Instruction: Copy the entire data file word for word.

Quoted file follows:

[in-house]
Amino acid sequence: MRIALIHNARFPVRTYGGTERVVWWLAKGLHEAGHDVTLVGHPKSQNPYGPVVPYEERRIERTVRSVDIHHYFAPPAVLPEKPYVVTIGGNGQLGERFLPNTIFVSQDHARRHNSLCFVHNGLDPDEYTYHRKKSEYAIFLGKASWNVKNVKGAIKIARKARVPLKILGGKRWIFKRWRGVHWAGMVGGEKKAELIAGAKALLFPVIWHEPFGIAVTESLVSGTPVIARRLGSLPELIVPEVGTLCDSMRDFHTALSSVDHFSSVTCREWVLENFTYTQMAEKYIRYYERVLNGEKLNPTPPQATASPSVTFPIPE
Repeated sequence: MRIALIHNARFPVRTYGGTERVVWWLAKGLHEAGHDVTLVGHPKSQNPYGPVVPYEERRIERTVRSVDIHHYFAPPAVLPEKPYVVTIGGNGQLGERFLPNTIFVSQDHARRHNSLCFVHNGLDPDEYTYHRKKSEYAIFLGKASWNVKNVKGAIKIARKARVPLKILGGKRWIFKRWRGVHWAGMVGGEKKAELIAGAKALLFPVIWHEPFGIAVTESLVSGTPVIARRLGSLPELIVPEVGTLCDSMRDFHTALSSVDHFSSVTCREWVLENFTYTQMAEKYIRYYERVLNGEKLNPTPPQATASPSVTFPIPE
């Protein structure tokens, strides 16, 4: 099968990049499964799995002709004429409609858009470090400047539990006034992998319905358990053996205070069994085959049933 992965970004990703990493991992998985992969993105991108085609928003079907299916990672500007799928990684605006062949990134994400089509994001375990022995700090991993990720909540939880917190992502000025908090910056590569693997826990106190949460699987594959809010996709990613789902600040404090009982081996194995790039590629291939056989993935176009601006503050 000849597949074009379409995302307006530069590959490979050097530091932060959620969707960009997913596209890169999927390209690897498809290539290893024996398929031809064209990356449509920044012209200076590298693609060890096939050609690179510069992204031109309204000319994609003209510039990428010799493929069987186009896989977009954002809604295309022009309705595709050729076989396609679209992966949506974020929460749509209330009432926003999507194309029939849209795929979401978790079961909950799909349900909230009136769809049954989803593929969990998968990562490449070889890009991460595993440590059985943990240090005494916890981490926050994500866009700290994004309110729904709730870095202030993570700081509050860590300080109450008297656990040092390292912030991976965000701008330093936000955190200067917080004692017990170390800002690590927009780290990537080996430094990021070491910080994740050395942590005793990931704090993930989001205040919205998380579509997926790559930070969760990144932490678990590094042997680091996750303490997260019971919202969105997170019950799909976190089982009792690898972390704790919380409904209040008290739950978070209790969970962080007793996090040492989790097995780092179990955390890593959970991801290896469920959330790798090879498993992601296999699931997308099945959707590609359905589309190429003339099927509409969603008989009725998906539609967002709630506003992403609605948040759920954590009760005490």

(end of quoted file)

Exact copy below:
[in-house]
Amino acid sequence: MRIALIHNARFPVRTYGGTERVVWWLAKGLHEAGHDVTLVGHPKSQNPYGPVVPYEERRIERTVRSVDIHHYFAPPAVLPEKPYVVTIGGNGQLGERFLPNTIFVSQDHARRHNSLCFVHNGLDPDEYTYHRKKSEYAIFLGKASWNVKNVKGAIKIARKARVPLKILGGKRWIFKRWRGVHWAGMVGGEKKAELIAGAKALLFPVIWHEPFGIAVTESLVSGTPVIARRLGSLPELIVPEVGTLCDSMRDFHTALSSVDHFSSVTCREWVLENFTYTQMAEKYIRYYERVLNGEKLNPTPPQATASPSVTFPIPE
Repeated sequence: MRIALIHNARFPVRTYGGTERVVWWLAKGLHEAGHDVTLVGHPKSQNPYGPVVPYEERRIERTVRSVDIHHYFAPPAVLPEKPYVVTIGGNGQLGERFLPNTIFVSQDHARRHNSLCFVHNGLDPDEYTYHRKKSEYAIFLGKASWNVKNVKGAIKIARKARVPLKILGGKRWIFKRWRGVHWAGMVGGEKKAELIAGAKALLFPVIWHEPFGIAVTESLVSGTPVIARRLGSLPELIVPEVGTLCDSMRDFHTALSSVDHFSSVTCREWVLENFTYTQMAEKYIRYYERVLNGEKLNPTPPQATASPSVTFPIPE
């Protein structure tokens, strides 16, 4: 099968990049499964799995002709004429409609858009470090400047539990006034992998319905358990053996205070069994085959049933 992965970004990703990493991992998985992969993105991108085609928003079907299916990672500007799928990684605006062949990134994400089509994001375990022995700090991993990720909540939880917190992502000025908090910056590569693997826990106190949460699987594959809010996709990613789902600040404090009982081996194995790039590629291939056989993935176009601006503050 000849597949074009379409995302307006530069590959490979050097530091932060959620969707960009997913596209890169999927390209690897498809290539290893024996398929031809064209990356449509920044012209200076590298693609060890096939050609690179510069992204031109309204000319994609003209510039990428010799493929069987186009896989977009954002809604295309022009309705595709050729076989396609679209992966949506974020929460749509209330009432926003999507194309029939849209795929979401978790079961909950799909349900909230009136769809049954989803593929969990998968990562490449070889890009991460595993440590059985943990240090005494916890981490926050994500866009700290994004309110729904709730870095202030993570700081509050860590300080109450008297656990040092390292912030991976965000701008330093936000955190200067917080004692017990170390800002690590927009780290990537080996430094990021070491910080994740050395942590005793990931704090993930989001205040919205998380579509997926790559930070969760990144932490678990590094042997680091996750303490997260019971919202969105997170019950799909976190089982009792690898972390704790919380409904209040008290739950978070209790969970962080007793996090040492989790097995780092179990955390890593959970991801290896469920959330790798090879498993992601296999699931997308099945959707590609359905589309190429003339099927509409969603008989009725998906539609967002709630506003992403609605948040759920954590009760005490």